AdGuard Home - DNS Settings Questions


I am currently running AdGuard Home and Unbound on a Raspberry Pi 4B and was wondering about a few DNS settings within the AdGuard Home web GUI.


  • Enable EDNS Client Subnet (First Image)
  • Enable DNSSEC (First Image)
  • Use Private Reverse DNS Resolvers (Second Image)
  • Enable Reverse Resolving of Clients’ IP Addresses (Second Image)
    Images attached below…

Enable EDNS Client Subnet
I believe I read somewhere that this isn’t something that is required for a locally server DNS Server, but I am interested in hearing opinions (and what exactly that it does).

Correct me if I am wrong, but shouldn’t this be enabled since I am using Unbound, which is a DNSSEC Resolver?

Use Private Reverse DNS Resolvers
As of writing this post, I only see my LAN Clients’ IP Address rather than their Hostname - however, I do not mind NOT seeing their Hostname. The reason that I have not set this up is due to the fact that there are many topics/forum posts/articles/blogs out there that have different opinions of what should be entered into the text box. When I was using Pi-Hole, I was able to use the Conditional Forwarding setting to see the Client’s Hostname, but as I said, I never really figured out how to accomplish this with AdGuard Home. Would it be my router’s IP Address? Or some other text/string?

Enable Reverse Resolving of Clients’ IP Addresses
Although I am not sure what PTR requests are, I do recall reading something that suggested this won’t work since I am using Unbound, but I am interested in hearing opinions.

As always, I appreciate anyone’s assistance and/or insight!

EDNS is an extension of the 512 bytes DNS UDP packets to allow adding additional information. It is used e.g. as well for DNSSEC. However, the first checkbox is about EDNS Client Subnet (ECS), which adds parts of the client’s subnet to the DNS request. This can be used by DNS servers to resolve names to CDN IPs which are geographically near the client to speed up it’s (final) requests. But of course this only works if the final hostname/resource is served via some CDN and if the upstream resolver and authoritative DNS server support ECS. And it can be seen as privacy issue, which is why e.g. Cloudflare doesn’t support it/doesn’t forward that info: EDNS Client Subnet - Wikipedia

If you use Unbound, you don’t need AGH to do DNSSEC as Unbound is doing it already.

For private reverse DNS you enter the IP of your DHCP server (router), yes. PTR requests are reverse DNS requests. The first checkbox below that is to resolve local PTR requests from clients via the configured local resolver (router), instead of sending them upstream, which definitly makes sense. The second checkbox is about AGH to reverse resolve IPs of it’s clients to show them in log/dashboard, AFAIK, which you can leave disabled if IPs are fine there.


Perfect explanation; thank you!

  • Enable EDNS Client Subnet: Unchecked

Hmm, ok… I suppose the ‘Description’ under the checkbox is what confused me. I originally thought (based on the Description under the checkbox) that AGH flags the outgoing (i.e.; going to Unbound) DNS queries with a DNSSEC flag to be processed by Unbound as such - but now that I think about it (and as you mentioned), Unbound resolves the queries using DNSSEC anyway, so there is no need to have this box checked.

  • Enable DNSSEC: Unchecked

Use Private Reverse DNS Resolvers
This is where I am still a bit confused. I am using ASUS-WRT Merlin firmware on an ASUS RT-AX58U Router with it configured to force all Clients to use my Network Pi (Raspberry Pi 4B running AdGuard Home and Unbound) as the local resolver - so if I were to input my routers IP address into that text box to resolve local PTR requests, wouldn’t the router just send them right back to the Network Pi again?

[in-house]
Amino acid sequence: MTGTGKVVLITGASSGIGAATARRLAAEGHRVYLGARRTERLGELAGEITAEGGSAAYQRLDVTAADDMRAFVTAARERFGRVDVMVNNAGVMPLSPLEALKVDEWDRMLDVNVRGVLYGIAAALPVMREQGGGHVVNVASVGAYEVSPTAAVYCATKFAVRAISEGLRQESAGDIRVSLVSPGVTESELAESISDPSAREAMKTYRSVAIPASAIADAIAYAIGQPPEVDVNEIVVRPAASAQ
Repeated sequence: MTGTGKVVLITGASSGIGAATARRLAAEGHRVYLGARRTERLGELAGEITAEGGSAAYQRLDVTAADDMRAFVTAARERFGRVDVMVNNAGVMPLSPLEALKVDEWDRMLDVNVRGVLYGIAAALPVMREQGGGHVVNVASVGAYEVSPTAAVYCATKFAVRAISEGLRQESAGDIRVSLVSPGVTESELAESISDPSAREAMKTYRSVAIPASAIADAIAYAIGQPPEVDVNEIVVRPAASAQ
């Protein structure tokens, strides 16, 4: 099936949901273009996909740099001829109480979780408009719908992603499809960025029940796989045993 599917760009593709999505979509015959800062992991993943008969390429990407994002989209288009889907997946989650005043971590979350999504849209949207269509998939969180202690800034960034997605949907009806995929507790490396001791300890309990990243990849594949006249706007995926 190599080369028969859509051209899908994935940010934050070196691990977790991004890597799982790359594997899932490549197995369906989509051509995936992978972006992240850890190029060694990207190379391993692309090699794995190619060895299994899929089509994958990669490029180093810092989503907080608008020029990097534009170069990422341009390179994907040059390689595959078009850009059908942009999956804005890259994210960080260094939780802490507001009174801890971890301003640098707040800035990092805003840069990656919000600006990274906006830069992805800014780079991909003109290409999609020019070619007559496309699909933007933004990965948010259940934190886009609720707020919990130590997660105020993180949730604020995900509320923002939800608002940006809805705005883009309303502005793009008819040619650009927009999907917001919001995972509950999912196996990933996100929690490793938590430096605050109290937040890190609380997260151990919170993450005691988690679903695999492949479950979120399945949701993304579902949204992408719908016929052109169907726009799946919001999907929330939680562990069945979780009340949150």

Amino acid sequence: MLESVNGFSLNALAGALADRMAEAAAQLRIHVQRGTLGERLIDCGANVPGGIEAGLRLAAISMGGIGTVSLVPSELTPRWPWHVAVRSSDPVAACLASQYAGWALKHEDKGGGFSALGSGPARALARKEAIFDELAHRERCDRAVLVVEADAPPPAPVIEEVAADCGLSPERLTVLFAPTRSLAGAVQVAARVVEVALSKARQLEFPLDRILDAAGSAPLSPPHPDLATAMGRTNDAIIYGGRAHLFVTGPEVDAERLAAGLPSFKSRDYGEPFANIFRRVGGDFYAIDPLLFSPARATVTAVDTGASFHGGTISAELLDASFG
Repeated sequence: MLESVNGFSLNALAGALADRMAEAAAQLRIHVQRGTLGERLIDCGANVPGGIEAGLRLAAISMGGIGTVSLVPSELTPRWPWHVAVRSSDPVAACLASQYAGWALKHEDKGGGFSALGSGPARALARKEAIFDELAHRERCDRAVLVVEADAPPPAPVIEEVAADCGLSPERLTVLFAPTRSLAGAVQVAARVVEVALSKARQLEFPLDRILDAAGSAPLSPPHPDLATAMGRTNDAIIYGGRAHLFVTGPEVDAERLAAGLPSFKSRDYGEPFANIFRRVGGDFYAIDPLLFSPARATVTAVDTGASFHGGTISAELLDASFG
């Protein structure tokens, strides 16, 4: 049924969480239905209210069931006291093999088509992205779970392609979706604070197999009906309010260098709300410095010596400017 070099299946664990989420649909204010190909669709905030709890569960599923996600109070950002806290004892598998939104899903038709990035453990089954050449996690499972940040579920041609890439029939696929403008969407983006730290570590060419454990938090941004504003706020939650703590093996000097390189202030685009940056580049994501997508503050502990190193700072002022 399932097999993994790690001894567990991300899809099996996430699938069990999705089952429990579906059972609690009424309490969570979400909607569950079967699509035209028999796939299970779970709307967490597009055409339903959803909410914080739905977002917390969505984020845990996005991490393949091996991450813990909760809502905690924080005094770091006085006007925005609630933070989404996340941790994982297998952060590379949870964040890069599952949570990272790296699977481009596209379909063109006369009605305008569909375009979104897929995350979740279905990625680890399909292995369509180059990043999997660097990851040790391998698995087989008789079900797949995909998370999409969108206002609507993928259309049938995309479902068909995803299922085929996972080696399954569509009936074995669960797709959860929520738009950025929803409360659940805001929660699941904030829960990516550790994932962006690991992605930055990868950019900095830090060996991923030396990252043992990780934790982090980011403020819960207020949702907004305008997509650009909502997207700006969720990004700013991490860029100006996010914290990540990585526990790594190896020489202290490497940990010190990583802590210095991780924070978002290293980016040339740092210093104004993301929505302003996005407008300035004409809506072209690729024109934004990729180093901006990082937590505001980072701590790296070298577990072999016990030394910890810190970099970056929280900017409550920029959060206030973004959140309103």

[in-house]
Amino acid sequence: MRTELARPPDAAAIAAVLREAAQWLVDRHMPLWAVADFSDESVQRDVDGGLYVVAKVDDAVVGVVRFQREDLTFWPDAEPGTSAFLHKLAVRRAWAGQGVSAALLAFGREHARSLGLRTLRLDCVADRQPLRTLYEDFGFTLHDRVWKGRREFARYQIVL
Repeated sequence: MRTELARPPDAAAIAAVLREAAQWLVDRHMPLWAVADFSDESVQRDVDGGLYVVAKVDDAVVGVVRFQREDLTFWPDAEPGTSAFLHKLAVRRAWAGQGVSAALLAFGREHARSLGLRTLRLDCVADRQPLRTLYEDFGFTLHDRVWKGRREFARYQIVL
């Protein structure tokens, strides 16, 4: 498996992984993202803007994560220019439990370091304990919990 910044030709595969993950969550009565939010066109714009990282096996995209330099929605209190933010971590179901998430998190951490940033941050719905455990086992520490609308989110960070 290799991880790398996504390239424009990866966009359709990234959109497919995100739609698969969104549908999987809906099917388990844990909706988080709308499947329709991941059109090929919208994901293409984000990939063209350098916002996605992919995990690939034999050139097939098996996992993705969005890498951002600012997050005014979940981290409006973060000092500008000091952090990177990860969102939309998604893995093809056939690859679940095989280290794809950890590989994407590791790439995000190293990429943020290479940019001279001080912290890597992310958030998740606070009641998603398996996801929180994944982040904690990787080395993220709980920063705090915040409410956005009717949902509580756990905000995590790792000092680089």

Enable Reverse Resolving of Clients’ IP Addresses
Again, a little bit confused - the description on the Web UI, and the description on their GitHub Wiki don’t make clear sense to me. What is the difference between this and Use Private Reverse DNS Resolvers?

Why not asking these questions on the AGH GitHub? If the explanation is not clear enough, it might be good to let them know. Probably they could make it more clear.

The router should have two DNS related settings: When it’s the DHCP server, there should be a setting about which DNS server to pass to DHCP clients. I suppose this is what you set to Pi-hole. The second is the upstream DNS which the router itself uses, i.e. if it receives DNS queries or needs to resolve a hostname for itself. This is likely your ISP’s DNS by default, or a different upstream provider.

If the router receives a DNS or PTR request, like from AGH, it should be smart enough to resolve it based on DHCP clients and otherwise known LAN hostnames and IPs by itself and send them upstream only if it doesn’t know them, or not at all for PTRs at LAN IP ranges.

The first PTR-related setting in AGH is about whether PTR requests from its clients are resolved by the router. E.g. if some app wants to show hostnames instead of IPs, like an IP scanner or other network-related app.

The second setting is only for AGH’s own DNS query log and info on its dashboard. At least this is how I understand them and how a separation would make sense.

Correct - I have the router’s DHCP DNS Server only serving the Network Pi’s (AGH/Unbound) IP Address for resolution.

I then have DNS Filter rules setup to force all Client’s to use the Network Pi just in case a Google related device tries to bypass it. When this happens, AGH shows the router’s IP in the Query Log instead of the device that’s trying to use it’s own hard-coded DNS - not being able to see the specific device isn’t a problem for me since I only have a few devices that do this (about 3-4 out of 70 connected devices).

And finally, I have the router’s WAN DNS set to Cloudflare’s / for it’s own DNS resolution needs (updates, time check, etc…) but not for any LAN devices.

Ok, this is starting to make more sense to me.

I entered my router’s IP address in the text field and checked the second box for Enable Reverse Resolving of Clients’ IP Addresses. I cleared the statistics with AGH and started seeing my LAN Client’s Hostnames.